Standing Death

In 1189, one of the greatest Japanese warrior, not a samurai exactly, dead in an amazing way, which became a legend. His name is Benkei. He was a man of great strength and loyalty. This guy was a retainer of a general of the samurai clan of Japan, Yoshitsune, who is also considered one of the most popular and famous samurai fighters in the history of Japan as a skilled virtuous warrior and as a tragic hero.

Making a long historical story short, Yoshitsune’s elder brother turned against him and sent hundreds of soldiers to kill Yoshitsune. As Yoshitsune retired to the small annex of the castle to commit ritual suicide on his own, Benkei fought in front of the main gate to protect Yoshitsune. Long after the battle, the soldiers noticed that the arrow-riddled, wound-covered Benkei, who had killed tens or hundreds of fully trained soldiers, was standing still but dead in the standing position. This is known as the “Standing Death of Benkei,” which shows his real loyalty and considered as “That’s the Man!” kind of death in Japan.

Of course, it is just a legend. However according to scientists, it can be possible. When a human dies, rigor mortis occurs, in which chemical changes in the muscles cause the body of the corpse to become stiff and difficult to move. In humans, it usually takes about 3 to 4 hours to start, reaches maximum stiffness after 7 to 12 hours, and gradually dissipates until approximately 48 to 60 hours after death. However when a person died during or right after intense exercise, it is not the case. Rigor mortis is caused by depletion of oxygen used in the making of ATP. During intense exercise, for example fighting with hundreds of samurais, a body is already in depletion of oxygen and ATP; therefore rigor mortis commences after much shorter time. In addition, deep wound and/or arrows stuck in a body can also make muscle stiff hence preventing a dead body to bend.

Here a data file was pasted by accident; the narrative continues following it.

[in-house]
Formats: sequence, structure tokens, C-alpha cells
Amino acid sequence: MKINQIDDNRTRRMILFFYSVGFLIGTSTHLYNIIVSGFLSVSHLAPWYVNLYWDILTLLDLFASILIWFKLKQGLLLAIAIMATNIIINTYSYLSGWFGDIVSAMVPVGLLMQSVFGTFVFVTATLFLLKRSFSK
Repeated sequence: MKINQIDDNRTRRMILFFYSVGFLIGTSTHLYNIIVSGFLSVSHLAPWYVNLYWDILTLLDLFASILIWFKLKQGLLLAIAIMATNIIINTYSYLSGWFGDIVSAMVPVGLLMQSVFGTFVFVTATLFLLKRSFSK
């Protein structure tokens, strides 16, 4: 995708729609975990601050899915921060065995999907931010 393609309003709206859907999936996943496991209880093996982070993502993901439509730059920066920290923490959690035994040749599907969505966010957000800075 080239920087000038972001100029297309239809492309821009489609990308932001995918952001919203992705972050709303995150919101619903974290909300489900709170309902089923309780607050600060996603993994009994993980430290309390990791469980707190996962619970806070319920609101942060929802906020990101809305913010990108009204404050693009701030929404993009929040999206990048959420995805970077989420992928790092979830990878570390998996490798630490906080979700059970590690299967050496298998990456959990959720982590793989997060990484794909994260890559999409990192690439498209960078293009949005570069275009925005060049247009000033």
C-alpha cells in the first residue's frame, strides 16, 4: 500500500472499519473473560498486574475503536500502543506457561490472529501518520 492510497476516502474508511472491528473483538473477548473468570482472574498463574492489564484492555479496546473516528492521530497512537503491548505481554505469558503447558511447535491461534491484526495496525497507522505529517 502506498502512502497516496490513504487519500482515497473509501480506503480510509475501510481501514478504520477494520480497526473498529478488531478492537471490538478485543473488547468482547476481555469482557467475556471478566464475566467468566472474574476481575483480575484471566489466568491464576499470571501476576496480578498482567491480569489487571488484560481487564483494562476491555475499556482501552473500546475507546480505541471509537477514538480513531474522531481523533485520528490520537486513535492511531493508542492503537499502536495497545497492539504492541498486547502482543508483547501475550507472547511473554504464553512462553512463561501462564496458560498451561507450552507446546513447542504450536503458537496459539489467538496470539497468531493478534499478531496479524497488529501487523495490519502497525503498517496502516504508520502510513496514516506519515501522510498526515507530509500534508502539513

Having said that, it is unlikely a dead body stands still and most people do not actually believe the “Standing Death of Benkei” is true. However it is true that Benkei fought to protect his lord till him dead, and Benkei’s loyalty and honour have passed down from generation to generation.

2 Responses to “Standing Death”

  1. Yoshi says:

    Yeah, it is very likely because flying consumes a lots of energy, ATPs. However rigor mortis happens much quickly in a dead dog compared to human even when the dog has been in a quite state before the death. I think it depends on animals. By the way, rigor mortis is also important in meat we eat.
    I am not trying to say in this post that Japanese are all with loyalty. When I was working in Japan, my boss gave me lots of works to do, but I just went behind and did whatever I liked.

  2. Natalia Chodelski says:

    Hi yoshi, this is a very interesting post. I thought rigor mortis always happened ages after…makes me think of finding a dead bird that is all still 🙁 It would have helped so much in the fight if everyone thought he was still alive and was shooting at him!